PHILADELPHIA (CBS) — The first homes from the homeless encampment deal are ready for occupancy just in time for the holidays, but some Philadelphia housing activists say the city is breaking its promise.

While some families are moving into their new, permanent homes, everyone at Tuesday’s celebration recognized that this was an extremely contentious situation with a somewhat of a happy ending.

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Jannie Mitchell and her children will celebrate Christmas in a place that’s all theirs.

“Me and my family finally have a house that we can call our home,” Mitchell said.

It’s been a long time in the making

“Right now, this is great because this helps her get reunified with her children,” one woman said.

Mitchell and six other families are moving in.

Philadelphia Housing Authority renovated seven homes on Westmont Avenue. The land trust created by the organizer of the former Camp Teddy encampment is responsible for rehabilitating another two homes on that block for a total of nine homes.

“These were largely uninhabited, nonviable units that we had to put in a lot of money to get them back,” Kelvin Jeremiah, CEO of the Philadelphia Housing Authority, said.

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$150,000 per unit to be exact, and a lot of volunteer work. Painters, plumbers, carpenters and electricians all donated their time.

“They took some of the encampment residents and trained them to do some work projects and they actually put in some blood, sweat and tears into these houses,” Tumar Alexander, Philadelphia’s managing director, said.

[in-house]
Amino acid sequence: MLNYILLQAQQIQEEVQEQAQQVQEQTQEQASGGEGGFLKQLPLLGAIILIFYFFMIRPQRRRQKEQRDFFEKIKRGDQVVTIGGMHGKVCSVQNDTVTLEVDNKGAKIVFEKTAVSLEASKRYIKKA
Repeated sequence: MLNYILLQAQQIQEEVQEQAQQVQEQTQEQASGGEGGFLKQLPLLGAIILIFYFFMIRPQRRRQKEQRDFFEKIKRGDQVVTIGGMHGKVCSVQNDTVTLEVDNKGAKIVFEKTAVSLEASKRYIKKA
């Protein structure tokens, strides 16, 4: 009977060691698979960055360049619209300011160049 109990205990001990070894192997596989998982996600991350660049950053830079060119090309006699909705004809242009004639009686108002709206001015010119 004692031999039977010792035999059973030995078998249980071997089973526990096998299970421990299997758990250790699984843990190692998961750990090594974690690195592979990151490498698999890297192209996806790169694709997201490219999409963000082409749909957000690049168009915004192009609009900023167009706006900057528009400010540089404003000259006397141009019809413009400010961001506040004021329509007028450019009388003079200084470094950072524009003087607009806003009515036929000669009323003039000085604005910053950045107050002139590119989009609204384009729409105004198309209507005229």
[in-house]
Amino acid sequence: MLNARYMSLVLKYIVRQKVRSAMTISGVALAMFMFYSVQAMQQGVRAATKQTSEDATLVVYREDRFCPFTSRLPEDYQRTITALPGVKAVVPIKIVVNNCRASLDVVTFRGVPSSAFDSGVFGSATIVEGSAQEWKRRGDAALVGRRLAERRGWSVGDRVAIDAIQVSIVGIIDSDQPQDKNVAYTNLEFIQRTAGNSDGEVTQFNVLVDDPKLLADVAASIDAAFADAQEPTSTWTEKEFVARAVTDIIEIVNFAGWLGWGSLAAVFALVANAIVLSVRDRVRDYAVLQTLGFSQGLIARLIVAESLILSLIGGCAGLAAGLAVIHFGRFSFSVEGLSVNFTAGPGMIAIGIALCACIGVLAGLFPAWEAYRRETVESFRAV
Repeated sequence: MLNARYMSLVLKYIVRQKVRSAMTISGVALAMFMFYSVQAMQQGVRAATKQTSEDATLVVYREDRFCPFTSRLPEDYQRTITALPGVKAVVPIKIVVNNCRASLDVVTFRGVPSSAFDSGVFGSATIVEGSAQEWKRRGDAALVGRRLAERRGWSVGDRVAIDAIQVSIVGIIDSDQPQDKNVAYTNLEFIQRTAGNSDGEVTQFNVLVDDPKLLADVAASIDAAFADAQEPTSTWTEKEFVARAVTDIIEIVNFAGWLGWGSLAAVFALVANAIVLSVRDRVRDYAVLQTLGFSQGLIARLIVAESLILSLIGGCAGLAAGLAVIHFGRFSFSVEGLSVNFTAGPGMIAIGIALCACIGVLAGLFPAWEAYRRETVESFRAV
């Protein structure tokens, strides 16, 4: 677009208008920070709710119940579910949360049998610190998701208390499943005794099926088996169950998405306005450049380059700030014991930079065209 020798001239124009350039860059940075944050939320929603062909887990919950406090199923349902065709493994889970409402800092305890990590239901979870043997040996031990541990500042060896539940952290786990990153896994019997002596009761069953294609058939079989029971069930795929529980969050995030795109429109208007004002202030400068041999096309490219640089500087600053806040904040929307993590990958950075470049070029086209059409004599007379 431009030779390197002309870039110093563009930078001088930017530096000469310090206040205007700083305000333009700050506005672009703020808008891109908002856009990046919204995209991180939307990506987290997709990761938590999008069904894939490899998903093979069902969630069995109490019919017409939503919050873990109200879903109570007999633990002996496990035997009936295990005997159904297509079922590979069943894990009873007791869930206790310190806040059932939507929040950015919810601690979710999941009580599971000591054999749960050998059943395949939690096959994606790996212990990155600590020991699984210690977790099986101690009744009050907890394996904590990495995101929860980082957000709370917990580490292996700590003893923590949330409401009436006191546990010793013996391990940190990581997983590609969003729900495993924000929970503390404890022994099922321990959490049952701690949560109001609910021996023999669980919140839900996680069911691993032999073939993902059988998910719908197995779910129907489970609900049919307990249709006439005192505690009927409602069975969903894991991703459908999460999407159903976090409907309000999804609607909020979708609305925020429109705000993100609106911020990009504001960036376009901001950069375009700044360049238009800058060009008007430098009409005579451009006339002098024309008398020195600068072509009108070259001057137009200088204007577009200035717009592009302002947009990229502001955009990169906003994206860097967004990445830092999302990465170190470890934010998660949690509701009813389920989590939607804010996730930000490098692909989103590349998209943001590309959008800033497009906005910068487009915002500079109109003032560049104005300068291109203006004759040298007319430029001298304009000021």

With the encampment gone from the Sharswood neighborhood, the $52 million shopping center and housing complex is 70% done. But people from the Ben Franklin Parkway encampment are still waiting for answers.

“Integrity. Do what you say you’re going to do,” Ruth Birchett with the Heritage Community Development Corporation said.

Philadelphia Housing Authority and the city agreed to transfer 50 properties to the land trust. While the Housing Authority has secured its 25, there are still questions about where the city is with theirs.

“That they honor the commitment to convert these houses,” Birchett said.

Not only is it expensive to renovate these dilapidated properties, but the land trust also needs to have insurance to accept them, which can be incredibly expensive.

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The mayor’s office said in a statement, “The city has been working with encampment organizers as they created the Community Land Trust, and we have shown them dozens of city-owned properties as part of this process. We will continue to work with them to identify possible properties and further our shared goal of creating local solutions to the national affordable housing crisis,”